Telemedicine helps remove barriers to health care
Terry Hargenrader needs to visit his doctor every couple of months.
For Hargenrader, 45, his crippling symptoms of early onset Parkinson's disease would make the nearly two-hour drive to Pittsburgh for a doctor's visit daunting.
Luckily, Hargenrader only has to travel about 20 minutes from his Freiburg, Clarion County, home to a neurologist's office at UPMC North in Venango County, where he logs into a computer and, with a nurse, is examined by his doctor in Oakland.
Hargenrader is one of a growing number of patients throughout the state using telemedicine as a means to receive medical care.
“I'm not demographically discriminated against because I live in a rural county,” Hargenrader said.
The time he saves in travel is invaluable, he said.
Patients and doctors say that time savings and the ability for big city doctors to see patients in rural areas led to telemedicine programs.
The use of telemedicine has increased in Pennsylvania since May, when Gov. Tom Corbett extended medical assistance benefits to low-income patients who use the online connections with doctors.
Since then, the state's Department of Public Welfare has provided benefits for 300 internal medicine, mental health and behavioral health patients, according to DPW spokeswoman Carey Miller.
“The department continues to explore opportunities to expand the use of telemedicine in the Medical Assistance Program to increase access to care and efficiency in the delivery of medical services,” Miller said.
UPMC doctors have used telemedicine for about three years, according to Dr. Lawrence Wechsler, chairman of neurology and vice president of telemedicine.
“Patients are fond of it. They are adjusting to it very easily,” Wechsler said. “Initially for the doctors, it takes some adjustment, but what we find is we get information we need to make diagnosis in many different ways.”
Wechsler believes the program should be expanded to include more specialities.
UPMC is one of few medical providers in the state to accept medical assistance telemedicine patients.
UPMC physician Andrew Watson said he has more than 400 patients who use telemedicine.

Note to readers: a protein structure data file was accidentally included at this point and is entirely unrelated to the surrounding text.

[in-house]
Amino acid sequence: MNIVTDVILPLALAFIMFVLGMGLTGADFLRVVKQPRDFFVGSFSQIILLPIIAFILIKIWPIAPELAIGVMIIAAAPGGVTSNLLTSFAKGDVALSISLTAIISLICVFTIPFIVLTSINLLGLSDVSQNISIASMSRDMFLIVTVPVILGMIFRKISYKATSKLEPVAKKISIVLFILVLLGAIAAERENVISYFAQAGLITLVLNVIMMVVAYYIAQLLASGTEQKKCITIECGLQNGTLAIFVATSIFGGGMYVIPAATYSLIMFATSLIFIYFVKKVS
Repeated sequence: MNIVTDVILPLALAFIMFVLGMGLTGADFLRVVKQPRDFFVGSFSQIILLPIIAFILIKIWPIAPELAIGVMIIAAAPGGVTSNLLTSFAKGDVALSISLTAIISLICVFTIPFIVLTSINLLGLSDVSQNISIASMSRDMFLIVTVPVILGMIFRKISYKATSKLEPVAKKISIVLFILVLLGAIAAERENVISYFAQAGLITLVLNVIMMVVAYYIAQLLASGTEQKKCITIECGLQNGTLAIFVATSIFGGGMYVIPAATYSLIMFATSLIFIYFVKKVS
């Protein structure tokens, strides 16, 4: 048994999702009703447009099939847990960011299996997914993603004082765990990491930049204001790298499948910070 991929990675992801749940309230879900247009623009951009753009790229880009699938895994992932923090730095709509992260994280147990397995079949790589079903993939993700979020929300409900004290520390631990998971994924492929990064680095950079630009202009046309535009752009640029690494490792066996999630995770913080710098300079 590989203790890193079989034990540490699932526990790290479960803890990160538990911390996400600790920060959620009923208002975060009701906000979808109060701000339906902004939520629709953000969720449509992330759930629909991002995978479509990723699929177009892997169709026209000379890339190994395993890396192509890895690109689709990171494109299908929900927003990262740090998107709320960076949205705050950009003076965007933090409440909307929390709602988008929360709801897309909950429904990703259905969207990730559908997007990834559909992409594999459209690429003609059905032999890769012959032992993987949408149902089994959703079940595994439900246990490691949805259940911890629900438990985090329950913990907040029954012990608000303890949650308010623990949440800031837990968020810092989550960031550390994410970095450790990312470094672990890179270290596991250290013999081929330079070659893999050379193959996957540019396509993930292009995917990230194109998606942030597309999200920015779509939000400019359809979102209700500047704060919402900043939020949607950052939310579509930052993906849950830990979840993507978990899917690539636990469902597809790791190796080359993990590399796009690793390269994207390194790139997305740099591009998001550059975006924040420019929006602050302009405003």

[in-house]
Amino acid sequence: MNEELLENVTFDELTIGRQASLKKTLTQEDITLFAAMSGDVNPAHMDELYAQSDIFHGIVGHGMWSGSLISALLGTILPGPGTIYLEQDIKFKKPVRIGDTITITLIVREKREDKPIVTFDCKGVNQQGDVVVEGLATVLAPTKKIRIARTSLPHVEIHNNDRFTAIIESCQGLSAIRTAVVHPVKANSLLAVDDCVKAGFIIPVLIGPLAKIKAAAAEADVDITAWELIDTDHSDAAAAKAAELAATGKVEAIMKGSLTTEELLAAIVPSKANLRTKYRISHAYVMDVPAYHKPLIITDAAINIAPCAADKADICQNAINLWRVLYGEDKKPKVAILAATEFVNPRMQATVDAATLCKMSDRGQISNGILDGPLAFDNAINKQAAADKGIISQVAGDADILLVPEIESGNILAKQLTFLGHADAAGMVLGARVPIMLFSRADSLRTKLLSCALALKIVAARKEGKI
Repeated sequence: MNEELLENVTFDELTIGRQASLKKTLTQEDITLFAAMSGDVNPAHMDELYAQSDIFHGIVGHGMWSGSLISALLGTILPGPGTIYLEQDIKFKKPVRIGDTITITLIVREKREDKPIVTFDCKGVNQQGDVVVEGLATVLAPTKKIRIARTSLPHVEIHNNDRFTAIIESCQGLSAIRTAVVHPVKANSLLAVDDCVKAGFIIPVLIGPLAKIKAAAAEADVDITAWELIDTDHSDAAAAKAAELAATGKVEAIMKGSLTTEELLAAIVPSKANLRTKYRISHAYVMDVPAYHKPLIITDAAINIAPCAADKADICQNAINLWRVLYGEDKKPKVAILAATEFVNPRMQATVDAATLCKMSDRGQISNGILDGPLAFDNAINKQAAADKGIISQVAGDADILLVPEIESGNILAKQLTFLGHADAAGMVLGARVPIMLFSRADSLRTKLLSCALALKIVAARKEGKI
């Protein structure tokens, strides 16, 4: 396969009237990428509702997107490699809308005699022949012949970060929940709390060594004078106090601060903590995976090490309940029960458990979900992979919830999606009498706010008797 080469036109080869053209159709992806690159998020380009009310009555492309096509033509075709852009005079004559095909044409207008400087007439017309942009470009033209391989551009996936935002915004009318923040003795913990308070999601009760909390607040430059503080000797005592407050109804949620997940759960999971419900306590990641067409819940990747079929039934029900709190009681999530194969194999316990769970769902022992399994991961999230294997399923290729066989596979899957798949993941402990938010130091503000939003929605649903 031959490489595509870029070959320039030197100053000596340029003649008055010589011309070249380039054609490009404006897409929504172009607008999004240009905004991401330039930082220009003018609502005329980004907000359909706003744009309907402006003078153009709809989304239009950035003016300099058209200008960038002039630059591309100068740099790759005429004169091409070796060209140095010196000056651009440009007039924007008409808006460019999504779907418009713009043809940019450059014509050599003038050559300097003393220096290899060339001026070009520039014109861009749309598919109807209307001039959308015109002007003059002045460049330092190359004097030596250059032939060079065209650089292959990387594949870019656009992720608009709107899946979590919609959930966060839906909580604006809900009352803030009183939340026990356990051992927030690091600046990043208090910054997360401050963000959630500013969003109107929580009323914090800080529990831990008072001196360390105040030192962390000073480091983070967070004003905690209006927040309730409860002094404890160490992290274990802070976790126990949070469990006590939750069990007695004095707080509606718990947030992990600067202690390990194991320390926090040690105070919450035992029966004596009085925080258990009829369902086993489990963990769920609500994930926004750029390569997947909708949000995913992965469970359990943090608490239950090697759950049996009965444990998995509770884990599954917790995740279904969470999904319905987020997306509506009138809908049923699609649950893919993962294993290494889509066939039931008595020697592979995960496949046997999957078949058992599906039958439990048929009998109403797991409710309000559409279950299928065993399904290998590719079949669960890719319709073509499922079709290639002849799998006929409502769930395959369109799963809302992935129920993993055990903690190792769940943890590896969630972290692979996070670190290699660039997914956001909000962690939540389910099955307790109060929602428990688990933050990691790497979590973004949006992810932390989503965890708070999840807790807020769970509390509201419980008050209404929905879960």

“It's an amazing opportunity to take medicine back to patients,” Watson said.
Other hospitals are phasing in such programs.
Excela Health in Greensburg provides online services for pediatric patients through links with Children's Hospital in Pittsburgh.
“(The) program began a year ago and patient volume varies from three to 10 per month,” said Excela spokeswoman Robin Jennings.
Rich Cholodofsky is a staff writer for Trib Total Media. He can be reached at 724-830-6293 or firstname.lastname@example.org.
Show commenting policy
TribLive commenting policy
You are solely responsible for your comments and by using TribLive.com you agree to our Terms of Service.
We moderate comments. Our goal is to provide substantive commentary for a general readership. By screening submissions, we provide a space where readers can share intelligent and informed commentary that enhances the quality of our news and information.
While most comments will be posted if they are on-topic and not abusive, moderating decisions are subjective. We will make them as carefully and consistently as we can. Because of the volume of reader comments, we cannot review individual moderation decisions with readers.
We value thoughtful comments representing a range of views that make their point quickly and politely. We make an effort to protect discussions from repeated comments either by the same reader or different readers.
We follow the same standards for taste as the daily newspaper. A few things we won't tolerate: personal attacks, obscenity, vulgarity, profanity (including expletives and letters followed by dashes), commercial promotion, impersonations, incoherence, proselytizing and SHOUTING. Don't include URLs to Web sites.
We do not edit comments. They are either approved or deleted. We reserve the right to edit a comment that is quoted or excerpted in an article. In this case, we may fix spelling and punctuation.
We welcome strong opinions and criticism of our work, but we don't want comments to become bogged down with discussions of our policies and we will moderate accordingly.
We appreciate it when readers and people quoted in articles or blog posts point out errors of fact or emphasis and will investigate all assertions. But these suggestions should be sent via e-mail. To avoid distracting other readers, we won't publish comments that suggest a correction. Instead, corrections will be made in a blog post or in an article.
- Indian firm plans exports of ethane from U.S. shale fields
- UPMC earnings turn positive, but pressures mount
- EDMC to cut costs, roll out new grant
- Energy sector powers Pa. pace
- North Shore company ActivAided’s specialty back brace racks up sales
- Auto sales increase along with subprime loans
- Gas production from Marcellus shale sets record despite fewer new wells going online
- Cash stash bolsters U.S. Steel
- Worker satisfaction with job security at a new high
- Berkshire socked with $896K penalty
- Sales, profit fall at retailer American Eagle Outfitters